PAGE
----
From music to gracing the Broadway stage with the legendary Melvin Van Peebles, his DRX performance art group raised the energy of the show. Donning the the Musical Director seat, Cak..?13 created & managed Wheat Bread Radio for the lifestyle brand Wheat Bread’s media division, as well as the release of it's 1st album, Bread Breaks Vol.1 & 2. An album executive produced and mixed by Cak..?13.
This country strange fruit is an award winning graphic illustrator/designer, working with virtually all the top designers, such as Ecko, Apple Bottoms, Parish, Timberland, Rocawear/Shady Ltd. Having laced celebs such as Wendy Williams, Queen Latifah, Spike Lee, Chris Brown, & Melvin Van Peebles with his work he has undeniably become heavily sought after by Hollywood. Many corporate clients, such as Smirnoff, DC Comics, TBS, Pepsi, Wal-Mart, have called on Cak..?13 by name.
His on air charisma landed him into the acting spotlight. Cak..?13 or his distinctive voice have appeared in a number of film and television efforts, including his mentor Melvin Van Peebles’ new film, The Eddie Black Story (formerly tittled Deceptz), the controversial semi-biopic on the infamous NYC street gang The Decepticons, & even more films in production now. All this and still more to come. Caktuz..?13 is the poster boy for a multi-media revolution.
RapReviews.com "Artist of the Decade" by Jesal 'Jay Soul' Padania
I have, realising that this decade is nearly up, decided to start a series of special features. The aim is simple: to find out precisely who the "RapReviews.com Artist of the Decade" is. And reward them, of course. Expect everyone else to follow our lead.
Why start the process so early? Well, there is an awful lot to get through. We won't just limit it to the Artist. There will be Album, Producer, Song, Live Act... And that is just the RapReviews staff. We will also have an open public vote like last year – except a LOT bigger this time.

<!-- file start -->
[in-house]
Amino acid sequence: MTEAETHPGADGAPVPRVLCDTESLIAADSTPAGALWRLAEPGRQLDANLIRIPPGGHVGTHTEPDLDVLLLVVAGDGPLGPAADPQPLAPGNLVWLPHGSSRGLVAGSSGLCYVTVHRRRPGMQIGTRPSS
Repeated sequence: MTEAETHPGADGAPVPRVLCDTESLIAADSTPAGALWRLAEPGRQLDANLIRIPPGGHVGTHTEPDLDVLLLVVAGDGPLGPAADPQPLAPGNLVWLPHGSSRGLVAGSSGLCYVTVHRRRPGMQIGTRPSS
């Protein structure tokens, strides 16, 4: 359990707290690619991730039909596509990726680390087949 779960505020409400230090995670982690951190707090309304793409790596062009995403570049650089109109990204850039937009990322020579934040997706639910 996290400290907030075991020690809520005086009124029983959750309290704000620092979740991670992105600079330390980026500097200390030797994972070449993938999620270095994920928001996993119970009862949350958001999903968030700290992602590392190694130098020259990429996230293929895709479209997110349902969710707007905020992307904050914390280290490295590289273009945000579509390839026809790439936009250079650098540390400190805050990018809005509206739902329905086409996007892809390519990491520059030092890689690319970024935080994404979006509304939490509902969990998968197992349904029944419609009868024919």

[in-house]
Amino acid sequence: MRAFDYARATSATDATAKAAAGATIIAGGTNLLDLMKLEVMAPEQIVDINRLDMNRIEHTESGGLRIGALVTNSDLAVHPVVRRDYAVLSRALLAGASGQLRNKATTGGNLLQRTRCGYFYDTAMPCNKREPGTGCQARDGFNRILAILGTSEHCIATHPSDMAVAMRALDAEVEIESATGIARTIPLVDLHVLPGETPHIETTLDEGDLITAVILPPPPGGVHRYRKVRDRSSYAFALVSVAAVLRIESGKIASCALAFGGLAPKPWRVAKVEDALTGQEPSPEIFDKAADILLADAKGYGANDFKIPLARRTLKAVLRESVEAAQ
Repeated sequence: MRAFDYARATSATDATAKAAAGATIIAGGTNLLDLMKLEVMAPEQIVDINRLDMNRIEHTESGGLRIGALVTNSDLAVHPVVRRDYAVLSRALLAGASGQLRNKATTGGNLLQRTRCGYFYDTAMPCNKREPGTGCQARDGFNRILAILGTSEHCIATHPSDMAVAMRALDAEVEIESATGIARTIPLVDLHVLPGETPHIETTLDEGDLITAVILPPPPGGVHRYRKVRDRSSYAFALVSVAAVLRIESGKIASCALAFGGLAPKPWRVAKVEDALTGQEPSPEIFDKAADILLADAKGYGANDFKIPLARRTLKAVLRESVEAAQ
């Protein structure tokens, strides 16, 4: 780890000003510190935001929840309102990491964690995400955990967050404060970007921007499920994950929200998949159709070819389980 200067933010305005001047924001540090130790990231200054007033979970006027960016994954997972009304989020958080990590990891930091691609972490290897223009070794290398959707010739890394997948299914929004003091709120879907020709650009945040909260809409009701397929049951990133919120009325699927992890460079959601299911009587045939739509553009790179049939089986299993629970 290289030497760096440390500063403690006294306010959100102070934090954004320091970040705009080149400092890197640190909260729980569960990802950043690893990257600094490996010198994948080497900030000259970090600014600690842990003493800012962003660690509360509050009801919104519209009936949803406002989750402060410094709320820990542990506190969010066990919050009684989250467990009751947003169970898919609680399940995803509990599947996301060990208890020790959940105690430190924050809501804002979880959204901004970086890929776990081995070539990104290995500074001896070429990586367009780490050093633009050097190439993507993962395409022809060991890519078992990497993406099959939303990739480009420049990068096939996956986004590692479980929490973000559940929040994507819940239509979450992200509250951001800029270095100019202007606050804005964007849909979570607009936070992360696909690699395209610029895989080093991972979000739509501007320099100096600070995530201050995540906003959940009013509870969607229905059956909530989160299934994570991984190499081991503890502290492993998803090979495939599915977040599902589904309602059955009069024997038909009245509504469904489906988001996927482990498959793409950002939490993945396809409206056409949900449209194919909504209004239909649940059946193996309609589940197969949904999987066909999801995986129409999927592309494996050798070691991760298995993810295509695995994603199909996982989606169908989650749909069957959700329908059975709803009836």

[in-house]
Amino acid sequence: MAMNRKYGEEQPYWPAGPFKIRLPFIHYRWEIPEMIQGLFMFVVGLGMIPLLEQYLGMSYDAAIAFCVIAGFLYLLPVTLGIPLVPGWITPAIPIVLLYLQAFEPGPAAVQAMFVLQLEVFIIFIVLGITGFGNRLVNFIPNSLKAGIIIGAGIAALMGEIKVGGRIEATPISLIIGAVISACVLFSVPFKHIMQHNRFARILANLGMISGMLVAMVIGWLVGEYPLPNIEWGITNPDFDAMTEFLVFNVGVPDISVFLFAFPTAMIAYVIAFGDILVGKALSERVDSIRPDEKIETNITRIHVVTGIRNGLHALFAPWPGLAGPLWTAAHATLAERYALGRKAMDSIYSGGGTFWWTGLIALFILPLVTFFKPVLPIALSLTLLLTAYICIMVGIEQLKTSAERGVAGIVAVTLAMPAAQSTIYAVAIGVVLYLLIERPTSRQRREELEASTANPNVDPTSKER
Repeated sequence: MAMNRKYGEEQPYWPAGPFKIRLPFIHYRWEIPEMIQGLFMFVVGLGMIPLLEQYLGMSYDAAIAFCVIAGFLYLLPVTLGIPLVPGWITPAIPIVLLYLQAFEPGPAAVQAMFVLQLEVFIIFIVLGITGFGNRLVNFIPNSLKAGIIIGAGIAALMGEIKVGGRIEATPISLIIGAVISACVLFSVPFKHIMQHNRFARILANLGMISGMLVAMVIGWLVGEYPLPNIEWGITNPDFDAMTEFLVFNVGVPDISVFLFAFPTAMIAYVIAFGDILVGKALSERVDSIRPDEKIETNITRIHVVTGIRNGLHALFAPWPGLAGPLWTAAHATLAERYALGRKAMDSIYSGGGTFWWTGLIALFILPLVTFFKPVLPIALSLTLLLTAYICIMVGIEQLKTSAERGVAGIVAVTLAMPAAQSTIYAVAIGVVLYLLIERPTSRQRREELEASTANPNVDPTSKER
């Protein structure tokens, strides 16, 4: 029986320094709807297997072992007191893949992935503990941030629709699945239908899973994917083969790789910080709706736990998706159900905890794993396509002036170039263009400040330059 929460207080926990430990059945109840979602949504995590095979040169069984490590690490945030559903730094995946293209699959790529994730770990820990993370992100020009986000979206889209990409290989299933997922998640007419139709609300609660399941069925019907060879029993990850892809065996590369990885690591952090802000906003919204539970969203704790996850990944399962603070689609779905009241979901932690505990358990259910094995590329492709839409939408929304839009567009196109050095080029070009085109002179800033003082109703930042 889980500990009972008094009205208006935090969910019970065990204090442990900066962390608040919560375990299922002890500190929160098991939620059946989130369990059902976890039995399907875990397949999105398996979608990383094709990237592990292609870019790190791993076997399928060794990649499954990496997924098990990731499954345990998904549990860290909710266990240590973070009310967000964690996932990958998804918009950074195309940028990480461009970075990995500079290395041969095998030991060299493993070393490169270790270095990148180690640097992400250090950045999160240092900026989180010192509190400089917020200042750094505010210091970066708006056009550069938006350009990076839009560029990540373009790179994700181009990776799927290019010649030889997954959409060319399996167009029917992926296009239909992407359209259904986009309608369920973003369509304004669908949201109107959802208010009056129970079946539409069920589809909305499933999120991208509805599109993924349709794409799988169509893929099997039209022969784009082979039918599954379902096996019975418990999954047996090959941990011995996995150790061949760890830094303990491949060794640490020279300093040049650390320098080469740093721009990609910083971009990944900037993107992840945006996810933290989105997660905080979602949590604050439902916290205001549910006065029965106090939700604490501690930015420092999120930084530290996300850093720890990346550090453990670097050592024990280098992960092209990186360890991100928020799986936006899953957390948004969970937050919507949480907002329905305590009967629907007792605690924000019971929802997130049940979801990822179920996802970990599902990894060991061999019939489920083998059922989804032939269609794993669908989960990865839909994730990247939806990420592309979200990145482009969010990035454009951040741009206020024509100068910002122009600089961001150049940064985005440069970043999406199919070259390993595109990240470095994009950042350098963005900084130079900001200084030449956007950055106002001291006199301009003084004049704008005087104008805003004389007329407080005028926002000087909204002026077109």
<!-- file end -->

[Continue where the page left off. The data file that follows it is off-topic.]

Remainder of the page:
Whilst some will always complain that it won't compare to the 1990's, this has still been a very busy decade. It started off in a blaze of glory for The Neptunes, who dominated the charts in a near-Motown fashion. Then came the Nas/Jay-Z beef, which also ushered in the production careers of Kanye West and Just Blaze. Outkast went crazy, and went diamond. 50 Cent translated his mixtape success into astonishing sales figures and a run of hits that is practically unrivalled in rap. Kanye then launched his assault on the throne with a sequence of LP's that would impress almost anyone. Last year, Lil Wayne took his messiah persona and made history once more, whilst practically tearing up the rulebook. This is all without mentioning 99% of the rappers out there, plus the highest-selling hip hop MC of all time, Eminem.
But, dear Reader, establishing ONE artist/group/album that defines the decade, that DESERVES the crown, that we will look back on in years to come and think, "Yeah, that was a worthy choice..." – this is going to be a difficult process. It could even hinge on an album released before the end of 2009. Imagine if "Before I Self-Destruct" has five mega-hit singles and is a stonewall classic. Imagine that the "Blueprint 3" is as good as the original one! Imagine that "Relapse 2" is another "Marshall Mathers LP" or that Kanye completes his "College..." sequence in stunning style. Hell, what if Nas did an entire album full of J Dilla beats and called it "Dillmatic" or something? Imagine that...
This was the opening decade of a roller-coaster 21st century. I am the proudest of Brits, but without doubt, America has been turned upon its head, the epicentre of global drama. The highest-selling rapper was white, traditionally Caucasian sports such as golf and tennis have been dominated by black athletes and, most astonishingly of all, there is a Black President in the White House. Some of my closest family friends had their house swept away in the Hurricane Katrina tragedy, whilst the then-President Bush did nothing. You might think those to be clichés, but this is a decade that our children will ask us about. "Really, Dad? You remember 9/11? You were out in the streets celebrating Obama's victory? Where were you when Michael Jackson died? What the hell is an iPod? What music did you listen to back then?"
When they ask that final question, you had better be prepared.
Artist of the Decade - Common
It all started so well for Common. His decade begins with an absolute classic – "Like Water For Chocolate" – that was so good, it is probably, along with "Illmatic" and more than the other heavy-hitters, the biggest influence on me, full stop. But Common developed a worrying trend, with his pantheon always sequencing disappointing LP/great LP. That continued into this decade, and, as such, being a Common fan is a lot like being a Nas fan. You know you will always love him as an MC, but you had better be prepared for some disappointment. Couple that with his growing obsession with Hollywood, and it seems that a complete move away from hip hop, in all but name, might just happen.